In February I had the opportunity to attend an Audubon Society meeting in Butte that featured a slide presentation by Mat Seidensticker on the owls of Montana.
Mat comes from a long-standing ranching family here in the Twin Bridges area, but his educational background and enthusiasm for owls has led him on a long journey away from this heritage.
As an admitted "owlaholic," he obtained a wildlife biology degree from the University of Montana. Under the renowned owl expert Denver Holt, Mat has even spent six summers of research on the Snowy Owl Project in the remote Arctic regions of Alaska.
Mat's excellent show was also accompanied by his skillful rendition of calls for each species found under the Big Sky. Of the 19 owls native to North America, we learned that 15 different species have been observed in Montana at one time or another.
Additionally, all but one of these species have been known to breed in the state. And since several of the owls require different types of habitats, these secretive creatures find much that appeals to them within our borders.
The group learned how to identify owls by sight and by sound. There are big ones, medium ones, and small ones too. Some have feathered tufts that looks like ears, others have rounded heads. Most owls are active only at night, hunting with a keen sense of hearing. There are a few species, however, that are active during the day. Although the best time to observe an owl would be while it is roosting during daylight hours, this can be very difficult because the cryptic coloration of every species allows them to blend almost invisibly into the background of their surroundings.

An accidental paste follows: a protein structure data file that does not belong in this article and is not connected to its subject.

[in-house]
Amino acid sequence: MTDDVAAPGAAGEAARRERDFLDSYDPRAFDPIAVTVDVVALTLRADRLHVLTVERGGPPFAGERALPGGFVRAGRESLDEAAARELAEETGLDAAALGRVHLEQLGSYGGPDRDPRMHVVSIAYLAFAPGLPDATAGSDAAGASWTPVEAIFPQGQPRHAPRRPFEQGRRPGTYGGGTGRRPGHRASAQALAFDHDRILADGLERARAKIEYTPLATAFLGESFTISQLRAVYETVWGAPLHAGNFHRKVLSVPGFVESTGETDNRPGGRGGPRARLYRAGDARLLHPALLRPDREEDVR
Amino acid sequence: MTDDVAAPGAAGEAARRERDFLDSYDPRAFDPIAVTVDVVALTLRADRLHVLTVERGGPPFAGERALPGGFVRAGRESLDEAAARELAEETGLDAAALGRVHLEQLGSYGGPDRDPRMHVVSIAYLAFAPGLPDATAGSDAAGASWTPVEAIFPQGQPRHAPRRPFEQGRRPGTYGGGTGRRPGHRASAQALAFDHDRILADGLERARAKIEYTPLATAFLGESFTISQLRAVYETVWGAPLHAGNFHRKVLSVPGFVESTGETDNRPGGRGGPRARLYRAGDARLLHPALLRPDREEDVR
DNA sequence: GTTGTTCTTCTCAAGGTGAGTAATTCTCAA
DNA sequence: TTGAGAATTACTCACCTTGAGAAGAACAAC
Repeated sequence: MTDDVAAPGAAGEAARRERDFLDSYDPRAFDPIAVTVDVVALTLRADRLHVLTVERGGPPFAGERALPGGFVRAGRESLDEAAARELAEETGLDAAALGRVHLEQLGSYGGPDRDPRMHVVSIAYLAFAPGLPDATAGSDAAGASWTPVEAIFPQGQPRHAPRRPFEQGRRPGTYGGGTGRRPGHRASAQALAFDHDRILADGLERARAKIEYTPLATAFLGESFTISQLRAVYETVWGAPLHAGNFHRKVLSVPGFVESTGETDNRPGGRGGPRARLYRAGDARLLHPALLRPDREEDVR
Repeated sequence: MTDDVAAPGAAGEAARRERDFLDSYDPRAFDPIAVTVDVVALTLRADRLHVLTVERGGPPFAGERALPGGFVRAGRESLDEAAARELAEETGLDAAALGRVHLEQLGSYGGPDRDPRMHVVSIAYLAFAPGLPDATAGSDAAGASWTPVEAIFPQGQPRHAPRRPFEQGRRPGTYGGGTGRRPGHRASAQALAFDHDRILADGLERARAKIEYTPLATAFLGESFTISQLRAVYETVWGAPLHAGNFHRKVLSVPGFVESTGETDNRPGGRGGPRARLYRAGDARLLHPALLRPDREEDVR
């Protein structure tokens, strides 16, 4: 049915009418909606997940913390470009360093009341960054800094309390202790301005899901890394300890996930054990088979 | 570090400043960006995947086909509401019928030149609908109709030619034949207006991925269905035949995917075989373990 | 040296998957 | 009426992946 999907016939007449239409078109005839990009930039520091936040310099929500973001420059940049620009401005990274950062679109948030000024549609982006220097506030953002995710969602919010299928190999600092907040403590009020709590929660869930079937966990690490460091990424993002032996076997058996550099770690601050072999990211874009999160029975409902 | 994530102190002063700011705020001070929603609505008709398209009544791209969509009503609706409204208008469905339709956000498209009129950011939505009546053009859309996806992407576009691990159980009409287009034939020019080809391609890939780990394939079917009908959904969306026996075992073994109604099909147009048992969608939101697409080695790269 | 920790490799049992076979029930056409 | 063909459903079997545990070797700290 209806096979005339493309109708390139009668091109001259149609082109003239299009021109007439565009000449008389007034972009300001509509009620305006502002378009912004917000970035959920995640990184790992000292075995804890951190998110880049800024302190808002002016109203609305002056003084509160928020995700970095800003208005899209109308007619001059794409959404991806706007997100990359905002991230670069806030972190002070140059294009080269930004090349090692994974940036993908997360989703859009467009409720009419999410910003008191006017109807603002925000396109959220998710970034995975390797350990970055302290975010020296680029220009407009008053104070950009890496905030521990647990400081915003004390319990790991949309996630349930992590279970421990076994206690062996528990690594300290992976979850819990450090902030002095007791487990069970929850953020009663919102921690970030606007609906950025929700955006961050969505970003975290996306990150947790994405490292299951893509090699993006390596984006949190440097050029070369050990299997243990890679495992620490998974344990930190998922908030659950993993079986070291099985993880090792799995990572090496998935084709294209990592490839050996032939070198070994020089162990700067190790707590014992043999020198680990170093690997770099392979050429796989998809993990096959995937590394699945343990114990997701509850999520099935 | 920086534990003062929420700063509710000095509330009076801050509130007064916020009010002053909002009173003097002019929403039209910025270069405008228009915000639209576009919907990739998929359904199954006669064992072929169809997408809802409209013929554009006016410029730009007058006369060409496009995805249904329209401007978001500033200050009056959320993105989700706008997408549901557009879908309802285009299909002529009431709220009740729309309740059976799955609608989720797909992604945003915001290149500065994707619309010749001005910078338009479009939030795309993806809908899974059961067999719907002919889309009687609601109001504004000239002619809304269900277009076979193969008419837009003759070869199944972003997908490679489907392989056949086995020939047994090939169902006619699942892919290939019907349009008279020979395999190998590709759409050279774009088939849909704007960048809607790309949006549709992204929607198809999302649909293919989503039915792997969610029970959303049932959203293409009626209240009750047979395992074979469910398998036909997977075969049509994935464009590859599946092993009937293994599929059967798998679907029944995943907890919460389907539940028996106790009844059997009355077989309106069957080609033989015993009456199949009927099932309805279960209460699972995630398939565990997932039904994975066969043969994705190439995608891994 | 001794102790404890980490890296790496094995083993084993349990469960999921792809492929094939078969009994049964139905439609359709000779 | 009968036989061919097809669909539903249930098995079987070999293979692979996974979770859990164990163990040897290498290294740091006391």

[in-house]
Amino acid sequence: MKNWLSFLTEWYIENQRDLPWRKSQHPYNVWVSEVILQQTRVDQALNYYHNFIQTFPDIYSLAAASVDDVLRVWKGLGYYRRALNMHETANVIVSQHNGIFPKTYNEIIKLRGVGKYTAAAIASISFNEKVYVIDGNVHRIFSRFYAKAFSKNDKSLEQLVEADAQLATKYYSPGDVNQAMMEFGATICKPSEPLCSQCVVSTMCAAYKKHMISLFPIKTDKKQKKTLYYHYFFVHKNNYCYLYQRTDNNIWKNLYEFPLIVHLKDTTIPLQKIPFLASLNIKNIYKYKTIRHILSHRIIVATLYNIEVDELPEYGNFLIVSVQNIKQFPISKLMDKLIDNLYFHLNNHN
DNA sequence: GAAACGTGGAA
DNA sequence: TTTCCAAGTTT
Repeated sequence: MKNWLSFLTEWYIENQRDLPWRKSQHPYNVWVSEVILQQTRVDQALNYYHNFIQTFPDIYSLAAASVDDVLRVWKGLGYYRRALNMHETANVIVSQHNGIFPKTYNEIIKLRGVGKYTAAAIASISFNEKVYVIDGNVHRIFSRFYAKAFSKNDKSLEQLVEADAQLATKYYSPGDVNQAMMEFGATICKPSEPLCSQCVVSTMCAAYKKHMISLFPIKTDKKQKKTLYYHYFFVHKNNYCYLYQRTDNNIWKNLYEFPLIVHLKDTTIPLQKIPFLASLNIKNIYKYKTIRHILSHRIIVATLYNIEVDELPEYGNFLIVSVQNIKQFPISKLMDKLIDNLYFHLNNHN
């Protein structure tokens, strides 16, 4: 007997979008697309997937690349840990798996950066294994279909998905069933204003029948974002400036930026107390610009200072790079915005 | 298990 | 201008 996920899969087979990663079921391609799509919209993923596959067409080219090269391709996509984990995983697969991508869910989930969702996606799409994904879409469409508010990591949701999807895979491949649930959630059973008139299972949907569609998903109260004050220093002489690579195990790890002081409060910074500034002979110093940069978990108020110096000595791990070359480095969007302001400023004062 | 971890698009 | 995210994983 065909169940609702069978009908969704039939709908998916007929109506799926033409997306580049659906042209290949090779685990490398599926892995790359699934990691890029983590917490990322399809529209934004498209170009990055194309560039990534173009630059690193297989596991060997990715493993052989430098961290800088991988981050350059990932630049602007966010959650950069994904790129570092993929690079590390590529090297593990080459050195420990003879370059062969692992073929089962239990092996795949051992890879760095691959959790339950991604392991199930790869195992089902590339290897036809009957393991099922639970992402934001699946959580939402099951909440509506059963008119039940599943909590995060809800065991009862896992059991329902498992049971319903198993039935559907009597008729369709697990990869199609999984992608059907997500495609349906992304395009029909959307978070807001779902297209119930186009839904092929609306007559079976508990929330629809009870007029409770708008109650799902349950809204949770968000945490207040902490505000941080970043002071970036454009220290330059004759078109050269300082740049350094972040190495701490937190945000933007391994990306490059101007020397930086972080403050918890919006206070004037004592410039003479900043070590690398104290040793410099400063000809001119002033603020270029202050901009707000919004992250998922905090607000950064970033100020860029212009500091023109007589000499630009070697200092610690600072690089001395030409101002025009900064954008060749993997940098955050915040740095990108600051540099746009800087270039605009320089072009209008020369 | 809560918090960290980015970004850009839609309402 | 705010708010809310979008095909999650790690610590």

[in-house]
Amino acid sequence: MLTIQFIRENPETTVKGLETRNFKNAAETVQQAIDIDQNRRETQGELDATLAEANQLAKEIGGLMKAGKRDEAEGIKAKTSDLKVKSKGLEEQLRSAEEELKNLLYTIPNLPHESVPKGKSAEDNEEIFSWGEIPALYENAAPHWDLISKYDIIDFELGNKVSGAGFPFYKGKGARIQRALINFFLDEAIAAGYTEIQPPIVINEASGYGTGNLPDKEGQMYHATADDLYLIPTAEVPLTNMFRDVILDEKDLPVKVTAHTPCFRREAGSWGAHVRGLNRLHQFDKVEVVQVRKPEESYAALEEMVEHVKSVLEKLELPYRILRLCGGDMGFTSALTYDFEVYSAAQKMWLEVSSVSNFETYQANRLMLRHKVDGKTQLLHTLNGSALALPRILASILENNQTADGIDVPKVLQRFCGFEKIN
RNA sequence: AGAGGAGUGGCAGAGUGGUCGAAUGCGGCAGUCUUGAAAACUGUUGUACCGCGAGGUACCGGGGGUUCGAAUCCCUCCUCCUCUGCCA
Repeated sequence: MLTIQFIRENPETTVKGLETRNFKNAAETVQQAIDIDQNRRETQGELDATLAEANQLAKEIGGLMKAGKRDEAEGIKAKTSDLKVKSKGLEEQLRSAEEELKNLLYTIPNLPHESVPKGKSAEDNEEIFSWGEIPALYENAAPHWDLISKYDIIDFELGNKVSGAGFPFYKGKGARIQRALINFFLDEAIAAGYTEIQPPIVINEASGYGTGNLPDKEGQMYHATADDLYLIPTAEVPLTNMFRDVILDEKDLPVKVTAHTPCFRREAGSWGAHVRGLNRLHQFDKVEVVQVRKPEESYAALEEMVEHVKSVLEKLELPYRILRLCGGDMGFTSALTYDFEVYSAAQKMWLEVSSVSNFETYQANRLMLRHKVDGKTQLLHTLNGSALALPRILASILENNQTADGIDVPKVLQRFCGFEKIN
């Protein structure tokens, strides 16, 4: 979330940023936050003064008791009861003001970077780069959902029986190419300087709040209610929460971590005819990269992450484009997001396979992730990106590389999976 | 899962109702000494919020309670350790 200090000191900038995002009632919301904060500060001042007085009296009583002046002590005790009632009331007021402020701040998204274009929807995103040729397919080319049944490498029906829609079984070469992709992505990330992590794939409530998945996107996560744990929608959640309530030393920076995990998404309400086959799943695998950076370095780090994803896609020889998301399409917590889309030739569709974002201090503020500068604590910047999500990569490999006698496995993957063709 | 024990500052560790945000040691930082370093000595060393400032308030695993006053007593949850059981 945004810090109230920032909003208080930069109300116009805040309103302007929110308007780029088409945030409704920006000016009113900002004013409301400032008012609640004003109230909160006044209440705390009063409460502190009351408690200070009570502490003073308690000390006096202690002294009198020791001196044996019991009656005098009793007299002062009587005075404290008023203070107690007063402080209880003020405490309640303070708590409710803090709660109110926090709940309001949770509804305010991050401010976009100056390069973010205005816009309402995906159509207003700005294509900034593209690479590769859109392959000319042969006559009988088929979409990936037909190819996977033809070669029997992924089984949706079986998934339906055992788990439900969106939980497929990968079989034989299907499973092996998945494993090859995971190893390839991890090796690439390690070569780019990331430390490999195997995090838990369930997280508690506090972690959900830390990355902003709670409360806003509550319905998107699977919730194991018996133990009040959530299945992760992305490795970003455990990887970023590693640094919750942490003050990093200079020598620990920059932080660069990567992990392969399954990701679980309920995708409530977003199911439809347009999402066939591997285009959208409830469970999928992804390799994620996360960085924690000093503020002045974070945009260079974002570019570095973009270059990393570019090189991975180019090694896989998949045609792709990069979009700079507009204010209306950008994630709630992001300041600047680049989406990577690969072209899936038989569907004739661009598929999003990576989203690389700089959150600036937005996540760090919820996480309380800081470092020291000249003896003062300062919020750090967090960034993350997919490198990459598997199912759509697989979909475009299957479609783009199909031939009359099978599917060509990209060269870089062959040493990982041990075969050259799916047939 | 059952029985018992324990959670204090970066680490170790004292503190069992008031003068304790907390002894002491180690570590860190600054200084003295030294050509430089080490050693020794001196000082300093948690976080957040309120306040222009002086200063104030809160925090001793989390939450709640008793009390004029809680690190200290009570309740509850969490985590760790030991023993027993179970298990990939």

According to Mat, there is still much to learn about the owls in Montana, but studying them requires an extraordinary effort since they live such an obscure existence. Perhaps that's what makes this bird so appealing to those who are devoted to them.
We are lucky in Southwestern Montana. Our ranching community provides a rich and diverse habitat for many species of birds, owls included. From the river bottoms to the open meadows, ranchland provides the perfect corridor that links foothills, grasslands, and mountain forests over many square miles. It is this connective aspect of the sprawling ranches and the associated wide-open spaces that is extremely important to the wellbeing of all wildlife; but for wise old owls, this is particularly true.
Although Mat's path has strayed a long way from his traditional roots, I am certain he is proud of his family's legacy as stewards of the land which provides a safe haven for many of these special birds that fuel his great passion.